Even though Exonerate permits the detection of suboptimal matches, this capability was switched off as it led to excessive running time. Instead, if a match is found, adjacent regions of 100kB on either side are checked for local duplications. The local search for paralogs is repeated, until no more matches are found.

The pipeline attempts to predict transcripts in a genomic region until it identifies a satisfactory prediction (as defined using a set of heuristics, see below). In multi-gene families several equally suitable templates result in identical or highly similar predictions. The resultant set of predictions thus needed to be filtered to reduce redundancy. Similarly, inappropriate templates might have been used for prediction. Such spurious predictions have to be removed since they are most often invalidated by a better matching, orthologous prediction. To this end, an index is assigned to each prediction that is intended to reflect whether it is orthologous, for all exons, to the template.

This quality index aggregates the following attributes: alignment coverage of the template, presence of frameshifts and/or stop-codons, and conservation of exon structure when compared to its template. Indices are ranked to present an approximate indicator of the prediction quality. Briefly, full length predictions are preferred over incomplete predictions (namely, less than 80% alignment coverage of the template); predictions without in-frame stop-codons and frameshifts are preferred over those containing frame disruptions; and finally, predictions with matching exon boundaries between template and prediction are preferred over those with shifted exon boundaries or those with inserted or deleted introns.

Redundant and spurious predictions are removed by applying a set of heuristic rules. Briefly, predictions are sorted by quality index, length and alignment score. Once a prediction is accepted, other overlapping predictions satisfying one or more of the following rules are removed: (1) the predicted peptide sequence is identical to the template sequence or a part thereof; (2) the prediction is of a lower quality index and the sequences are essentially identical (better than 98% sequence identity, fewer than 20 gap positions); (3) the prediction is a fragment and its sequence is more than 80% identical to the accepted prediction; and (4) the prediction has a lower quality index and spans the better ranked prediction on either strand. These rules permit alternative transcripts per locus but disallow truncated transcripts. An additional filter removes two other types of predictions, those sharing exons between adjacent duplications, and those predictions without conserved gene structure that span other predictions with conserved gene structure, but do not contain overlapping exons.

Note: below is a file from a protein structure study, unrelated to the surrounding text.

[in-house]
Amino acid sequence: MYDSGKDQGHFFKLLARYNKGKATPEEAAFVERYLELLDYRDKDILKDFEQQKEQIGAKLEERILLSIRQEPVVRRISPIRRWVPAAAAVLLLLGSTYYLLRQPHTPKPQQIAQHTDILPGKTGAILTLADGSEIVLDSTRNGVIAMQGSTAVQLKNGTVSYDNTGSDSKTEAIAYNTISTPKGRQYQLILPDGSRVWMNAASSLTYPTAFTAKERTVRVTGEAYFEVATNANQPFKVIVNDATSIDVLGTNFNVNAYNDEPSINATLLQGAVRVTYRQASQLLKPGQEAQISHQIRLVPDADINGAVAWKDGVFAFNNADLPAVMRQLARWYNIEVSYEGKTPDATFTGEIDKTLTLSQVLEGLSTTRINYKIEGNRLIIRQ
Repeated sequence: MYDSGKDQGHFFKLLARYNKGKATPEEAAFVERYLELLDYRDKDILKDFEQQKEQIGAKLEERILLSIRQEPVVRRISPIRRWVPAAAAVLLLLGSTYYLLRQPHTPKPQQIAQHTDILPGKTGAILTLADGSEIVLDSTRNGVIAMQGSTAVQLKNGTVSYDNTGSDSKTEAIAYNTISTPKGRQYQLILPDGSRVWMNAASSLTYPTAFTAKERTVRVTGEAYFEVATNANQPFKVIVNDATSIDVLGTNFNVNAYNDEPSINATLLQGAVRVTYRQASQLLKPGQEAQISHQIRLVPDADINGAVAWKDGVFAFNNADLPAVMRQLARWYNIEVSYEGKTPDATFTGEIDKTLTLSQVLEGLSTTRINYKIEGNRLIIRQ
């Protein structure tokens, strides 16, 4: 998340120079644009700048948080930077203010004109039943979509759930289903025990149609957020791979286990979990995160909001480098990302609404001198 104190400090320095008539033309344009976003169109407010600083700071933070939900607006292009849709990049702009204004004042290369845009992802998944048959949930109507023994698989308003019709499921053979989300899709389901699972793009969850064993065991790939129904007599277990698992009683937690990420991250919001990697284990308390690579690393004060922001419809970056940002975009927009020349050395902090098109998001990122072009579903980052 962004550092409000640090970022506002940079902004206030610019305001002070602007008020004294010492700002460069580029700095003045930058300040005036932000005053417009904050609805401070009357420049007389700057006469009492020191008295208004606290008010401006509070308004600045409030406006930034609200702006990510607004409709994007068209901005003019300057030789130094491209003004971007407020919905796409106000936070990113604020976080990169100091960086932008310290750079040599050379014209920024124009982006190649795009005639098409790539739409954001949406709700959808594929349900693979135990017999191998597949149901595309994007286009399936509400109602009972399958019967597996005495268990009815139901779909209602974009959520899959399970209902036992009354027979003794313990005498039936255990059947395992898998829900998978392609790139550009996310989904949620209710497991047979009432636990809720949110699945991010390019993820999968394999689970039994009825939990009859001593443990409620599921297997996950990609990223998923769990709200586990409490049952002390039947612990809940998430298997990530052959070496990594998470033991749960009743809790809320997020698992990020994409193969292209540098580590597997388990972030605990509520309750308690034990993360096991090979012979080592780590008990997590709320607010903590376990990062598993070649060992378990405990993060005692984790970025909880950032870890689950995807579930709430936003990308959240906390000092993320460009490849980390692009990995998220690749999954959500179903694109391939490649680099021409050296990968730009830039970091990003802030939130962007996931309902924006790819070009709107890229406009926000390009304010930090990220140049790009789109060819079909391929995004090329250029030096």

These rules remove dubious predictions that are invalidated by a better prediction. Nevertheless, those predictions of low confidence but showing no clear favorite are all retained, which reflects the difficulty of predicting that particular transcript. A particular problem arises from genes that are duplicated locally. These can result in spurious transcripts containing exons from adjacent genes. In most cases, exon boundaries between duplicates are conserved and thus all transcripts will possess the same quality index. We found no heuristic to reliably winnow out these spurious transcripts while keeping true alternative transcripts. Instead, we defer identification of these transcripts until after the orthology assignment. Transcript predictions are combined into genes if they share at least one identical exon. Partial overlap is allowed for single exon genes and terminal exons, although at least 80% nucleotide overlap is required. The quality index of a gene is assigned as the best quality index of its transcripts.